With his decision not to select Nigel De Jong for the Netherlands two Euro 2012 qualifiers this week against Moldova & Sweden, coach Bert van Marwijk has made a call which should be roundly applauded all over the football world.
Nigel de Jong is not a hack. Nor is he a thug. Unfortunately however, he has approached the latter title with his performances over recent months. His high-kick to Xabi Alonso in the World Cup notwithstanding, de Jong has been the subject of scrutiny for his tackles throughout this Premier League season, with the heat intensifying since this weekend's leg-breaking challenge on new Newcastle Golden Boy Hatem Ben Arfa. Although the tackle was innocuous enough at the time, it left Ben Arfa with not one broken bone in his lower leg but two, and his crumpled form lies alongside those others de Jong has injured during his time in England; names like Alonso and Stuart Holden.
Over recent years we've seen a number of defenders receive death threats due to either the injudiciousness or unluckiness of their tackles – Martin Taylor and Ryan Shawcross spring readily to mind – but rarely does the punishment, which in England maxes out at a three game ban, fit the offense. “He's not that type of player” is often trotted out when one player is injured by the tackle of another. I haven't honestly seen enough of de Jong to say whether he is suffers from bad technique, bad judgement or bad luck, but with repeat offenses a player moves catgories from “not that guy” to “not him again”. The issue here however is not whether the Man City midfielder is evil, misguided or even unlucky. It's that his national team coach van Marwijk has chosen not to select him as punishment for his indiscretions.
When Holland's manager said in the media he couldn't select a player who has committed such acts, he must be balancing two trains of thought. First, he is certainly thinking about the results of his team. The publicity de Jong has received due to these unfortunate leg-breaking incidents is sure to be remembered by any referee he happens to cross. Should the big fella even blink incorrectly he risks immediate and harsh sanctions, potentially leaving the Netherlands down a man against big group rivals Sweden. Better to leave him out for this International Break, let the furore simmer down and select him next time.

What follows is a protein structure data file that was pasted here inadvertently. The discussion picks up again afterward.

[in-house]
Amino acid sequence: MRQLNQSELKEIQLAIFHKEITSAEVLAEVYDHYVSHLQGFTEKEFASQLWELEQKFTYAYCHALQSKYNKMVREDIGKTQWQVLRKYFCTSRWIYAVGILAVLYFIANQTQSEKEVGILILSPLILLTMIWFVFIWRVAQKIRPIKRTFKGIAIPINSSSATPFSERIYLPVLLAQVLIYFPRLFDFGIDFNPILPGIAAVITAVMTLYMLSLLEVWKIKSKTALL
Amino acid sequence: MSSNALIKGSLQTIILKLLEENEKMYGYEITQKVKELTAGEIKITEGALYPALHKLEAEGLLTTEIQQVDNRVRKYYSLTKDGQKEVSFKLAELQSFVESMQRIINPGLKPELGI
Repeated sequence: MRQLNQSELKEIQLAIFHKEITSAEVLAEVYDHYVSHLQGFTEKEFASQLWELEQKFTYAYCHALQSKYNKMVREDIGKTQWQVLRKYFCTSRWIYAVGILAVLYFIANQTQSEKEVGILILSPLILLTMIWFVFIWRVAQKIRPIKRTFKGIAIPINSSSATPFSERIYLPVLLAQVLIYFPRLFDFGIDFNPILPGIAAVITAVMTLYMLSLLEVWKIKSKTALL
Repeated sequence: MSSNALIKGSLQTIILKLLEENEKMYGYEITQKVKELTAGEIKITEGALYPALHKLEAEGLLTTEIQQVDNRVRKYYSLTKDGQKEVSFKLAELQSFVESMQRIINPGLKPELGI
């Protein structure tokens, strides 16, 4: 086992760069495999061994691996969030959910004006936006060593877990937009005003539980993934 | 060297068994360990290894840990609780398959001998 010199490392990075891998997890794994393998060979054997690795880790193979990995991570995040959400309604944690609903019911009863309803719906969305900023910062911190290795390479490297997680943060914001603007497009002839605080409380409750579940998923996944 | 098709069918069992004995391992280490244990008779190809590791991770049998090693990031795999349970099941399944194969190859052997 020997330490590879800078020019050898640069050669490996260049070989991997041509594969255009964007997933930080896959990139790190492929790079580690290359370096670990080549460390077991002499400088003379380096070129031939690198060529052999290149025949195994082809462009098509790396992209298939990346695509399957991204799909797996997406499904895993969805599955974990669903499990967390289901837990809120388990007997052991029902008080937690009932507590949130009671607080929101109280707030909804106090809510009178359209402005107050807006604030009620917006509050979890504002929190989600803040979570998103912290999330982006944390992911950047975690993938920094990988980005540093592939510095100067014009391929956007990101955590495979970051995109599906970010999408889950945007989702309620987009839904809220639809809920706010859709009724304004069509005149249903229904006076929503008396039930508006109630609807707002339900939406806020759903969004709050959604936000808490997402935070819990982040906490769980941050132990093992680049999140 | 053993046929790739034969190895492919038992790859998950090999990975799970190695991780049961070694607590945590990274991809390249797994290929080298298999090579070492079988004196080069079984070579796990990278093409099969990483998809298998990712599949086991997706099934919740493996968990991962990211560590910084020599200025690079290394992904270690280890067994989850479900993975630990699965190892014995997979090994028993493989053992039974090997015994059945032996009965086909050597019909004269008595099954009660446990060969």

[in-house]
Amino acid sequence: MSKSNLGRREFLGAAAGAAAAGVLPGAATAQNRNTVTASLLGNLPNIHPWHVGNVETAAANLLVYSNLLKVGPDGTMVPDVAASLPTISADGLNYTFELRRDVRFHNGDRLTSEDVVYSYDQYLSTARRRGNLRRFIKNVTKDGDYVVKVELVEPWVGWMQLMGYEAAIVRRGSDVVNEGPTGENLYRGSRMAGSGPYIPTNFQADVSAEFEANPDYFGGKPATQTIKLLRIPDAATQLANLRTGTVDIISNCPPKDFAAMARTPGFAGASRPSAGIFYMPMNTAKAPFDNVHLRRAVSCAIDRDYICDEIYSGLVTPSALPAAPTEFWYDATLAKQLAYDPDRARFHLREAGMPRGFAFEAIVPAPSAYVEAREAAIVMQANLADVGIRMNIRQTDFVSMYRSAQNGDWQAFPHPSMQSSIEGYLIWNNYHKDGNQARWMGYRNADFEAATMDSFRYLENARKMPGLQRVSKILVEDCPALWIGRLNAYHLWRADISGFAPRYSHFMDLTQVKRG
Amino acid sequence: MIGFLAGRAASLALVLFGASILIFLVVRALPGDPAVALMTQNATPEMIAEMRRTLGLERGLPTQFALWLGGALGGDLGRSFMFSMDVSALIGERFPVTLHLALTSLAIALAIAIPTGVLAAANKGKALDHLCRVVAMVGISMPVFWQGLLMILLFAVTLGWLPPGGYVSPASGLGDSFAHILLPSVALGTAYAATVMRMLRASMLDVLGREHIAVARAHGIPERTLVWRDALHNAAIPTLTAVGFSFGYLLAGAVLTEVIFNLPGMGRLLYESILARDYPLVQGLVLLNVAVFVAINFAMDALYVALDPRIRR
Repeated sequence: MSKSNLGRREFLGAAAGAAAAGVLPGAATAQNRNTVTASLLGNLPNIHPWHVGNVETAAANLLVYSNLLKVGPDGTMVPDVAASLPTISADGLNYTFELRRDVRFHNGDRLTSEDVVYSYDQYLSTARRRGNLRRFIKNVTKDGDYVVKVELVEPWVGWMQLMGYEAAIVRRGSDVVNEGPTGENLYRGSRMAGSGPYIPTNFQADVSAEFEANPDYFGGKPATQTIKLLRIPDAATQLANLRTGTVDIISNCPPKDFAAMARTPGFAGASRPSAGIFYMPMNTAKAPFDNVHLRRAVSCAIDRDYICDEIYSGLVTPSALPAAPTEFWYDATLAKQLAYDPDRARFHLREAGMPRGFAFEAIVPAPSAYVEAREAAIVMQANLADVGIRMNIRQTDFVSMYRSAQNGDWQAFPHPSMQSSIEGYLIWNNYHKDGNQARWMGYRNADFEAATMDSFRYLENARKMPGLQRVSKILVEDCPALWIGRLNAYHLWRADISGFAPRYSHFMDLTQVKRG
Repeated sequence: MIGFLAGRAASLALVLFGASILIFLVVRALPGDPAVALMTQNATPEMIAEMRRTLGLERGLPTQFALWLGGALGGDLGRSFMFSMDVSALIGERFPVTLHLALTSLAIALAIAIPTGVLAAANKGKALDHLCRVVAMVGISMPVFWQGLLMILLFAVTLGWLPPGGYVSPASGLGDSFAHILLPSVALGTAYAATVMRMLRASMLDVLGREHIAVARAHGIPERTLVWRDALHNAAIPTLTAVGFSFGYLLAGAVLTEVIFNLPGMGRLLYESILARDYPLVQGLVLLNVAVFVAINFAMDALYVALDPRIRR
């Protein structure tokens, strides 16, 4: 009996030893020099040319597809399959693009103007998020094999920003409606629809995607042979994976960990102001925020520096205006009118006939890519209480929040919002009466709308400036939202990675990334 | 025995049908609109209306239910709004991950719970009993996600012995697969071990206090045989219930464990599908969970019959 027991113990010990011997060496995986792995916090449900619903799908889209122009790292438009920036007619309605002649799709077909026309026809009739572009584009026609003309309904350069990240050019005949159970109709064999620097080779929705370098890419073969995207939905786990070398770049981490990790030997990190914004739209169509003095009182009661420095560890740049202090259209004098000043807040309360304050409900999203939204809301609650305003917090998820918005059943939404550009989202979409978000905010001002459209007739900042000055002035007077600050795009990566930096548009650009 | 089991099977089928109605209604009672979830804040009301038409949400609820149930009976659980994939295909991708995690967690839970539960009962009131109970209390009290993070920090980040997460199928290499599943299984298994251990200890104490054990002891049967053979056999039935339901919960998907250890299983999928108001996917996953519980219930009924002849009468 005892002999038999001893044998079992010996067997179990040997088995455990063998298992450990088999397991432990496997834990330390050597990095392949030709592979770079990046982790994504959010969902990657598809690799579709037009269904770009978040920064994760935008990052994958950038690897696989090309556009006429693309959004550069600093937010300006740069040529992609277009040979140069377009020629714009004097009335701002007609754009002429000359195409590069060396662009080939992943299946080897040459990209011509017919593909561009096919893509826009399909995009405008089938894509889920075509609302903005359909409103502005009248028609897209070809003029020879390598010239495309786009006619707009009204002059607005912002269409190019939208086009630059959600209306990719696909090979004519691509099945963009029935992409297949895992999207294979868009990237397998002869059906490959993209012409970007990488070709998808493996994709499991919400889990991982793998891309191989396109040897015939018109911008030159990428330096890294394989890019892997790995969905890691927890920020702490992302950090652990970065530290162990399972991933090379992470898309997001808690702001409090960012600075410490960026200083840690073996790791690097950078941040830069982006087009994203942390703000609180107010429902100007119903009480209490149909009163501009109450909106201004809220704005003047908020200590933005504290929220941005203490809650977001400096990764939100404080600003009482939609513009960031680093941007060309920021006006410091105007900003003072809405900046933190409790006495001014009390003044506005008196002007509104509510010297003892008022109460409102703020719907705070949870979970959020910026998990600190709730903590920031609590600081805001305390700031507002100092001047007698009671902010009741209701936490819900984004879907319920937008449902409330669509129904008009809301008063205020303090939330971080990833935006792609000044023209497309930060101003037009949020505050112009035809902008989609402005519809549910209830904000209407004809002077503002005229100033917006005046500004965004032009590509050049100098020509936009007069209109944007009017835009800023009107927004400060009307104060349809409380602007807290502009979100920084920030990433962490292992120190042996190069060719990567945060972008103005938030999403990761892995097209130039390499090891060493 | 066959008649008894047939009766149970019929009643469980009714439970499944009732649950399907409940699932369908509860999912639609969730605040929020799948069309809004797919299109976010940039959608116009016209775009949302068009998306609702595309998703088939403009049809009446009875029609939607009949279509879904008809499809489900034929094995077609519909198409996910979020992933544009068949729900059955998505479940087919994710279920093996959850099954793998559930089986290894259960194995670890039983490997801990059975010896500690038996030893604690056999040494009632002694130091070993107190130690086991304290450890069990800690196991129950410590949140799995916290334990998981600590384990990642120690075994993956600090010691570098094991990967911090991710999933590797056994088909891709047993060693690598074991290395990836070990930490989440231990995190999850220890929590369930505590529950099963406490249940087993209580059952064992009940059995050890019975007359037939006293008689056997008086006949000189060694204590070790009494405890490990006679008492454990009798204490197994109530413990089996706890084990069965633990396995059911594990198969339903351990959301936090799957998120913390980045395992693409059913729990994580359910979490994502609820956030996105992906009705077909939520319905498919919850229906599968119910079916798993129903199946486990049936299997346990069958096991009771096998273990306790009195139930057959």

Second though, BVM must be thinking of the big picture. The job of creating and guiding a team philosophy is solely that of the manager. It is his selection of both playing and back-room personnel that indicate the personality of a team and he's the one who both lays down and enforces standards. By van Marwijk refusing to select a player who has form for injurious challenges it sends a message both to Nigel de Jong and the rest of the football world that malarkey of this kind is not to be tolerated – should you tackle poorly, there will be ramifications. He should be congratulated for taking such a stand. It's unlikely his decision will be emulated by other managers as they may not have either the replacement talent at their disposal, nor the job security to be able to omit one of their most productive players. The man in charge making statements about the players he will or will not select is a very clear message, and loud enough that it should be heard all over the football world.